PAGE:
rsync performance on large files strongly depends on file's (dis)similarity
Thomas Knauth <thomas.knauth <at> gmx.de>
2014-04-11 11:35:44 GMT
I've found this post on rsync's expected performance for large files:
I have a related but different observation to share: with files in the
multi-gigabyte-range, I've noticed that rsync's runtime also depends
on how much the source/destination diverge, i.e., synchronization is
faster if the files are similar. However, this is not just because
less data must be transferred.
For example, on an 8 GiB file with 10% updates, rsync takes 390
seconds. With 50% updates, it takes about 1400 seconds, and at 90%
updates about 2400 seconds.
My current explanation, and it would be awesome if someone more
knowledgeable than me could confirm, is this: with very large files,
we'd expect a certain level of false alarms, i.e., weak checksum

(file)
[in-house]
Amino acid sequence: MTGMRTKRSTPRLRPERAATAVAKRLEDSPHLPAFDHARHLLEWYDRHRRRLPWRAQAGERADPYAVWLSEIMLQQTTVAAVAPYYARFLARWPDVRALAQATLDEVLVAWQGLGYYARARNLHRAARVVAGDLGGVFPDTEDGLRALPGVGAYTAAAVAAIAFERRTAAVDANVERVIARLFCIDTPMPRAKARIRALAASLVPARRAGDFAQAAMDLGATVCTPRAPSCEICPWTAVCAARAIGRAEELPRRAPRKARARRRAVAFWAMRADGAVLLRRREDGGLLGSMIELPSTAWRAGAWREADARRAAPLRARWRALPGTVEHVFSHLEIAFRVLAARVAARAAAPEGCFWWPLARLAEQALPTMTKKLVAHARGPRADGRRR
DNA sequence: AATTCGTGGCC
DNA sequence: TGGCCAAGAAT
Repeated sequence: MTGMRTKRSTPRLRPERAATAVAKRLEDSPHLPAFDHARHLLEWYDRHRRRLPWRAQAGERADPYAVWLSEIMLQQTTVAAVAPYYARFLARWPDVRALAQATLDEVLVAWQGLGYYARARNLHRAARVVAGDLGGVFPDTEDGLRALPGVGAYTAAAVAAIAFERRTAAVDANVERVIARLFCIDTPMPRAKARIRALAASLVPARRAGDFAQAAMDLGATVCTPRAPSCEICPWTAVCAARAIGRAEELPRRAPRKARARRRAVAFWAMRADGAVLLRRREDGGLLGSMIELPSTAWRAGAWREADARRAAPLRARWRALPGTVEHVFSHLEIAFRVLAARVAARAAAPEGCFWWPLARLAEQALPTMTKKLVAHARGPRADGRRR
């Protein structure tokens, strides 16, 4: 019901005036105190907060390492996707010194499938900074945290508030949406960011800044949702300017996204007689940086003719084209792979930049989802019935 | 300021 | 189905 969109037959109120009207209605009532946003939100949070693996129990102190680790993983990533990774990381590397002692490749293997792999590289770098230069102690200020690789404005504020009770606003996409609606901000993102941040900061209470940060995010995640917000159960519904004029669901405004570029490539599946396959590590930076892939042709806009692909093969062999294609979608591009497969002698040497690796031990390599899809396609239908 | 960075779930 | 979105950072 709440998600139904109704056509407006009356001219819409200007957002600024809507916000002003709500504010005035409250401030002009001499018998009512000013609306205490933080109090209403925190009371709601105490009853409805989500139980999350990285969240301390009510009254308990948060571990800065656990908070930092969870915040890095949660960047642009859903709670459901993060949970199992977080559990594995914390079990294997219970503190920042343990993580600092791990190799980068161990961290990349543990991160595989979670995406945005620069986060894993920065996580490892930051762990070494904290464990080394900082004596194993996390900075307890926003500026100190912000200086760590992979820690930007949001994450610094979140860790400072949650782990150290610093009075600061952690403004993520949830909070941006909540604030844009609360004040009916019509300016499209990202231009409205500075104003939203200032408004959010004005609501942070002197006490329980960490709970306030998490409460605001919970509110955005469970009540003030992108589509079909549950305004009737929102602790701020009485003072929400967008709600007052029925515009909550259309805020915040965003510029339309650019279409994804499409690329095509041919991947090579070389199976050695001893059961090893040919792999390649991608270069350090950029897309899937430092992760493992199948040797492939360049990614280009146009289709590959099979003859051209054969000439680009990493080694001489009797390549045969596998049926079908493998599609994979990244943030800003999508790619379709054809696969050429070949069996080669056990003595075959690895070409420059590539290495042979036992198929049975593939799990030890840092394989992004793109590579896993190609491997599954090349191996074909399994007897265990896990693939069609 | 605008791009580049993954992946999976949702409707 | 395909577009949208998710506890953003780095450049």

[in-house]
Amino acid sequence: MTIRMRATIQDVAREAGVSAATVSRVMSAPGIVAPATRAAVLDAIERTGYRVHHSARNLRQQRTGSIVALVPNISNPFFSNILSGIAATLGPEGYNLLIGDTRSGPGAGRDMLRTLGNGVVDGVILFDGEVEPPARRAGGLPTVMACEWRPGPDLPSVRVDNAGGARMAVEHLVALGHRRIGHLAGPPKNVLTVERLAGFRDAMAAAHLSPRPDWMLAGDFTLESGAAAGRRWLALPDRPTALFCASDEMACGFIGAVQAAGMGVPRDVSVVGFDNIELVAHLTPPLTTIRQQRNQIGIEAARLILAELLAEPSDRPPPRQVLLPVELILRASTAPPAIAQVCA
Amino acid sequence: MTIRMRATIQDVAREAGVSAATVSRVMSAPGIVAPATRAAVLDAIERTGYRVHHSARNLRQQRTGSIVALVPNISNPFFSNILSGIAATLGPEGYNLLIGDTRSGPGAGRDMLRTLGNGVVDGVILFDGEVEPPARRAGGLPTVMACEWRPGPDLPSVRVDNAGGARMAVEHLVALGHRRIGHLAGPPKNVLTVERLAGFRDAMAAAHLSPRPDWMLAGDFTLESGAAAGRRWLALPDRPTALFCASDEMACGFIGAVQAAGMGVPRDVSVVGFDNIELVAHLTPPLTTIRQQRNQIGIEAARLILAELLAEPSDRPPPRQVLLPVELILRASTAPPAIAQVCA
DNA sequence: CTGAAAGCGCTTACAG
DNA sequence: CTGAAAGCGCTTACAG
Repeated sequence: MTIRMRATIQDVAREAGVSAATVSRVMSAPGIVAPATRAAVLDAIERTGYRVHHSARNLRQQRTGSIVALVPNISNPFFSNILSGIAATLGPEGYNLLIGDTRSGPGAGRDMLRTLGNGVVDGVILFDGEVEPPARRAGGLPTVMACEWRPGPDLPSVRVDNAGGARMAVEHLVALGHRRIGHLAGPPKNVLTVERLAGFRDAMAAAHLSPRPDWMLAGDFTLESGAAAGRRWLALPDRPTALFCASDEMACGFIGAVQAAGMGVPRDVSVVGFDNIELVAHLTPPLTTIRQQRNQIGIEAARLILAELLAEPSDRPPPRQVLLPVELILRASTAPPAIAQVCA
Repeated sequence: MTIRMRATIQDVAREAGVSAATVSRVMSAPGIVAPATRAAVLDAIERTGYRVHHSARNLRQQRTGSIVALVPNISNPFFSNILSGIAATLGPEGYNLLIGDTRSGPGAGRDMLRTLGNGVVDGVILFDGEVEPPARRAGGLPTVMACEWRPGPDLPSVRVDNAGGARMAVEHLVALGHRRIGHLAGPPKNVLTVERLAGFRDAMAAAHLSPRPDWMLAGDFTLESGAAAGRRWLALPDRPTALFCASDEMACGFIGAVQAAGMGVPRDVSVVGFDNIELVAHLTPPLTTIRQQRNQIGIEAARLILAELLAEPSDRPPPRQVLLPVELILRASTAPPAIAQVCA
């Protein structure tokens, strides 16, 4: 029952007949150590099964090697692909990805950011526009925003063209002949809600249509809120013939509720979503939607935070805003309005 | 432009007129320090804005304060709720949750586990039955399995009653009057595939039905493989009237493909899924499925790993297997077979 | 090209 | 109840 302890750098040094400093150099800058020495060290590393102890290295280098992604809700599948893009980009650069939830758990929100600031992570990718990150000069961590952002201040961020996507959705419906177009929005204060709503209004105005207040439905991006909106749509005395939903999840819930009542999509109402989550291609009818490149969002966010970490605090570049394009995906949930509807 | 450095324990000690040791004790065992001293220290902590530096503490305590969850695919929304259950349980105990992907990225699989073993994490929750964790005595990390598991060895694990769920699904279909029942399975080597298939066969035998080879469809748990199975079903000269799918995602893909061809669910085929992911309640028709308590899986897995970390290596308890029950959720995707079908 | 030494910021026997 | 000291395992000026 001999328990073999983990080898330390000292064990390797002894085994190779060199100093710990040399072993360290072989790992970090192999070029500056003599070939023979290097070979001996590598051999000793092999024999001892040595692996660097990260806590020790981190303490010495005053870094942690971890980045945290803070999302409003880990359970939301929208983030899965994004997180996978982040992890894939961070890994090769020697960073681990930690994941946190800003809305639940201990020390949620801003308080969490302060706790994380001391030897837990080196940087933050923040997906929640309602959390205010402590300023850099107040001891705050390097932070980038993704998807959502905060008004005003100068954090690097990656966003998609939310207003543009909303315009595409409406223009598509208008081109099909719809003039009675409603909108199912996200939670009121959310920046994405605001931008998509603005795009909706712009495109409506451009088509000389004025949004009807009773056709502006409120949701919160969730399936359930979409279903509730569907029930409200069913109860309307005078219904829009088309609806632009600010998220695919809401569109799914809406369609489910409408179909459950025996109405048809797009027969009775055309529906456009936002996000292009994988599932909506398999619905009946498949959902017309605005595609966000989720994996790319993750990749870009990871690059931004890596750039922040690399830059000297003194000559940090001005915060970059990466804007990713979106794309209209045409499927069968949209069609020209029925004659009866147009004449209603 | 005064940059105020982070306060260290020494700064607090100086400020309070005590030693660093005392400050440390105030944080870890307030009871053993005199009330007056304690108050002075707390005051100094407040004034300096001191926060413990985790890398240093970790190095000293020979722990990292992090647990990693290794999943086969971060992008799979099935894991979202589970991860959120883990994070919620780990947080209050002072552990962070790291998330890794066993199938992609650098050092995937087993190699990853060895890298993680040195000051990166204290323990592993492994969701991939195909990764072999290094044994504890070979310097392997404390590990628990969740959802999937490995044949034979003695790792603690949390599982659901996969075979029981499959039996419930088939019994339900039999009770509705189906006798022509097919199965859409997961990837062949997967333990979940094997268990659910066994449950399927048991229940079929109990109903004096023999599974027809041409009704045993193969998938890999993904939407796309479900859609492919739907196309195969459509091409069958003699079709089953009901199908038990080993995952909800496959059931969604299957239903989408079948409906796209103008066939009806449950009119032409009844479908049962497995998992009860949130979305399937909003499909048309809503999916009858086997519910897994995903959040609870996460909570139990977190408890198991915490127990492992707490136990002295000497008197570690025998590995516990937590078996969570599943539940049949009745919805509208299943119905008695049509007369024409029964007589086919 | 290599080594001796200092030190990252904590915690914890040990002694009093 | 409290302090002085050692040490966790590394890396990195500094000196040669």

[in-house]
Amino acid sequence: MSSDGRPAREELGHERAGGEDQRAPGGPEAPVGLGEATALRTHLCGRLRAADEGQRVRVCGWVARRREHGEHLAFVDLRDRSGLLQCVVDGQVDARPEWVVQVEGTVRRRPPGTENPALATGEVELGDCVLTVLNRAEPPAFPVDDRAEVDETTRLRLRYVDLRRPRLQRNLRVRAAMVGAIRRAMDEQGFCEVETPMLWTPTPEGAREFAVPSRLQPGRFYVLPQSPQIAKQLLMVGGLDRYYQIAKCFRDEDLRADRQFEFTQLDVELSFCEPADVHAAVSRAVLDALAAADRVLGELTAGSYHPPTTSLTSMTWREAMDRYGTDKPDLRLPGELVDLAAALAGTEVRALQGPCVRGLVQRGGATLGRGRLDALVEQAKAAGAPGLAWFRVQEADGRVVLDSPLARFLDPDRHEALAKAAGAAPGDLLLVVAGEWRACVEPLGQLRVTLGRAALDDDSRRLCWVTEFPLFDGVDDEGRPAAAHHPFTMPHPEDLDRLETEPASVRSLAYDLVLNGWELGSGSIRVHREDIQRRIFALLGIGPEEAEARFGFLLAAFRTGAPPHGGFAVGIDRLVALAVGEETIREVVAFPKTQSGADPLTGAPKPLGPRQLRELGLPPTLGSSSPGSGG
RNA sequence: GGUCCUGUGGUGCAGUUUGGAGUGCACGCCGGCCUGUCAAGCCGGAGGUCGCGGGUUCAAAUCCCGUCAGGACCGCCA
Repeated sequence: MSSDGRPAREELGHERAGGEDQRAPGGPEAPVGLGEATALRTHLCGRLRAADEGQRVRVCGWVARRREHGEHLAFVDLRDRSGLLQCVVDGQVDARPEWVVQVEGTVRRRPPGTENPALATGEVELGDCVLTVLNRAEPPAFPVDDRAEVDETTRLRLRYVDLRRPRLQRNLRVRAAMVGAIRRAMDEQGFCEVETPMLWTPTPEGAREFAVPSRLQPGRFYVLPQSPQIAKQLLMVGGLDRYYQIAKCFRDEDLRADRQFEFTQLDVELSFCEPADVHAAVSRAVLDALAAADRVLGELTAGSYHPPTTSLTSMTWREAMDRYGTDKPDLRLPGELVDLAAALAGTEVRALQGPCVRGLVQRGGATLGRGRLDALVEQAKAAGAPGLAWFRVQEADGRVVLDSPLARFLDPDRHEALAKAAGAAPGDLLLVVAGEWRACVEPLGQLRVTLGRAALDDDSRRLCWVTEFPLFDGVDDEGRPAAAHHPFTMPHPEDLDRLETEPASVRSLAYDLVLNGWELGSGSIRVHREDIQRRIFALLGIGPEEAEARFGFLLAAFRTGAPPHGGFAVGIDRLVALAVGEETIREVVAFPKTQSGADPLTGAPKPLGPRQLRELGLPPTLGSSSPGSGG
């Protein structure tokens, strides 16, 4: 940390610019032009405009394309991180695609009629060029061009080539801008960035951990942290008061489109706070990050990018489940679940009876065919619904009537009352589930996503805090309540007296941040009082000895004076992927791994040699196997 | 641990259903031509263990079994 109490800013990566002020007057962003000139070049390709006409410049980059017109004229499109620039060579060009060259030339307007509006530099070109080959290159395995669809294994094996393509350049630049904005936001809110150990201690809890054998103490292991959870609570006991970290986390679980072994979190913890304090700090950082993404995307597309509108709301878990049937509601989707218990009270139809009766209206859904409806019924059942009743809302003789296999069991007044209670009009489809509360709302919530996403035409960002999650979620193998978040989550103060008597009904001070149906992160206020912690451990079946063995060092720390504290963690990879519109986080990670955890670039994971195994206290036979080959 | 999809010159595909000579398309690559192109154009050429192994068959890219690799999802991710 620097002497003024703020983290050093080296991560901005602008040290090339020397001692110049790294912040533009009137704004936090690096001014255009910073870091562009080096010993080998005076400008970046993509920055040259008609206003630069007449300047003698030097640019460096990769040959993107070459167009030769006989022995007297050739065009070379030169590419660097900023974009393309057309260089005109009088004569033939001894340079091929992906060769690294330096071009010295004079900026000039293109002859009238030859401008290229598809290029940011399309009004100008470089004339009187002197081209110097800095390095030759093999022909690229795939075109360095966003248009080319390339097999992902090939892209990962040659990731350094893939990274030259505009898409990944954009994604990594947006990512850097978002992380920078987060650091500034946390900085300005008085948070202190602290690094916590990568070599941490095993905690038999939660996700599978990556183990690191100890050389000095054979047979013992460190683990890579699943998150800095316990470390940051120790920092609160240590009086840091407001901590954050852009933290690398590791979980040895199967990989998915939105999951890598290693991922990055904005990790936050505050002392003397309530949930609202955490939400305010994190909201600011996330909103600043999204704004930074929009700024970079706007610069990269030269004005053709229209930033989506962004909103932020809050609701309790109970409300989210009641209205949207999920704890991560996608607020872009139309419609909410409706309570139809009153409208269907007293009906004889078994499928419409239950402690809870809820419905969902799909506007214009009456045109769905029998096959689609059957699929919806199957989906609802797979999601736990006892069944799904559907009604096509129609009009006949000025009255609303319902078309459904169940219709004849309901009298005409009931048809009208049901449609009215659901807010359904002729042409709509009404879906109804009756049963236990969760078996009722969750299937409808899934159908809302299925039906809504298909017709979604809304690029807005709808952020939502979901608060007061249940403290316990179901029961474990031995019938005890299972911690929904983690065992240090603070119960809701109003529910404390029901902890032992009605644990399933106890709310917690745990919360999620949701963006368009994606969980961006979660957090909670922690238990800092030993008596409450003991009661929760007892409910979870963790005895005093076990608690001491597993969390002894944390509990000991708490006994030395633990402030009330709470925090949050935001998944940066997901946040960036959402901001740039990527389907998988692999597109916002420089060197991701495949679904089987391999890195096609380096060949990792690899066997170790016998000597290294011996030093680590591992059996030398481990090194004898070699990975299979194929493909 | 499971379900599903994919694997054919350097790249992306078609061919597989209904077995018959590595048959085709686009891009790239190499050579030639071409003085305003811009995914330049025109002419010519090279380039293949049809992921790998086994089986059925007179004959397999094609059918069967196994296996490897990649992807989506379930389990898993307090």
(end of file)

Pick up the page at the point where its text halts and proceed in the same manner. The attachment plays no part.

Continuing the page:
matches, but strong checksum does not. However, with large files that
are very similar, a weak match is much more likely to be confirmed
with a matching strong checksum. Contrary, with large files that are
very dissimilar a weak match is much less likely to be confirmed with
a strong checksum, exactly because the files are very different from
each other. rsync ends up computing lots of strong checksums, which do
not result in a match.
Is this a valid/reasonable explanation? Can someone else confirm this
relationship between rsync's computational overhead and the file's